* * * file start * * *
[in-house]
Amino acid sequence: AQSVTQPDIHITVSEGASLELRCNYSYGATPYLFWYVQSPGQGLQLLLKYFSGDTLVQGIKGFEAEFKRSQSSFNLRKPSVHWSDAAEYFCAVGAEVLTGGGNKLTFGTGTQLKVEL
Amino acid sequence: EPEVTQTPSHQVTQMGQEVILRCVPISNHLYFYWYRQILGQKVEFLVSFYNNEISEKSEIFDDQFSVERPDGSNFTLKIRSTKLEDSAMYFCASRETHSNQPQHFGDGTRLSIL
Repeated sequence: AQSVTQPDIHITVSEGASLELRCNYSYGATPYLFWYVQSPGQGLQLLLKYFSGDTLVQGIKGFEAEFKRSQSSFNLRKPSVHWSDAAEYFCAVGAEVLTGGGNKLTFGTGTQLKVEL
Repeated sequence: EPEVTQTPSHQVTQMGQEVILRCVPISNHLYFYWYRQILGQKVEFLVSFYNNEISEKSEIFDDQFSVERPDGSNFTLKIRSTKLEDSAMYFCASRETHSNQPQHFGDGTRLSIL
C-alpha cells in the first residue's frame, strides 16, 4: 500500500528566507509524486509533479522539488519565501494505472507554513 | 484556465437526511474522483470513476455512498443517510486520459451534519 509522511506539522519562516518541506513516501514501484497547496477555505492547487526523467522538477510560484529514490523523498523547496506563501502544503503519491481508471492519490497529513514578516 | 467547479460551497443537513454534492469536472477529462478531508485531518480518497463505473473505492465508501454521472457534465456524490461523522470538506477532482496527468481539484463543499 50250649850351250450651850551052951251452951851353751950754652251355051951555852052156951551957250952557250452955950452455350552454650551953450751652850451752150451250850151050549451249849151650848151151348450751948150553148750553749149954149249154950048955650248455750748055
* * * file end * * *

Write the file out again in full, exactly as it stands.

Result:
[in-house]
Amino acid sequence: AQSVTQPDIHITVSEGASLELRCNYSYGATPYLFWYVQSPGQGLQLLLKYFSGDTLVQGIKGFEAEFKRSQSSFNLRKPSVHWSDAAEYFCAVGAEVLTGGGNKLTFGTGTQLKVEL
Amino acid sequence: EPEVTQTPSHQVTQMGQEVILRCVPISNHLYFYWYRQILGQKVEFLVSFYNNEISEKSEIFDDQFSVERPDGSNFTLKIRSTKLEDSAMYFCASRETHSNQPQHFGDGTRLSIL
Repeated sequence: AQSVTQPDIHITVSEGASLELRCNYSYGATPYLFWYVQSPGQGLQLLLKYFSGDTLVQGIKGFEAEFKRSQSSFNLRKPSVHWSDAAEYFCAVGAEVLTGGGNKLTFGTGTQLKVEL
Repeated sequence: EPEVTQTPSHQVTQMGQEVILRCVPISNHLYFYWYRQILGQKVEFLVSFYNNEISEKSEIFDDQFSVERPDGSNFTLKIRSTKLEDSAMYFCASRETHSNQPQHFGDGTRLSIL
C-alpha cells in the first residue's frame, strides 16, 4: 500500500528566507509524486509533479522539488519565501494505472507554513 | 484556465437526511474522483470513476455512498443517510486520459451534519 509522511506539522519562516518541506513516501514501484497547496477555505492547487526523467522538477510560484529514490523523498523547496506563501502544503503519491481508471492519490497529513514578516 | 467547479460551497443537513454534492469536472477529462478531508485531518480518497463505473473505492465508501454521472457534465456524490461523522470538506477532482496527468481539484463543499 50250649850351250450651850551052951251452951851353751950754652251355051951555852052156951551957250952557250452955950452455350552454650551953450751652850451752150451250850151050549451249849151650848151151348450751948150553148750553749149954149249154950048955650248455750748055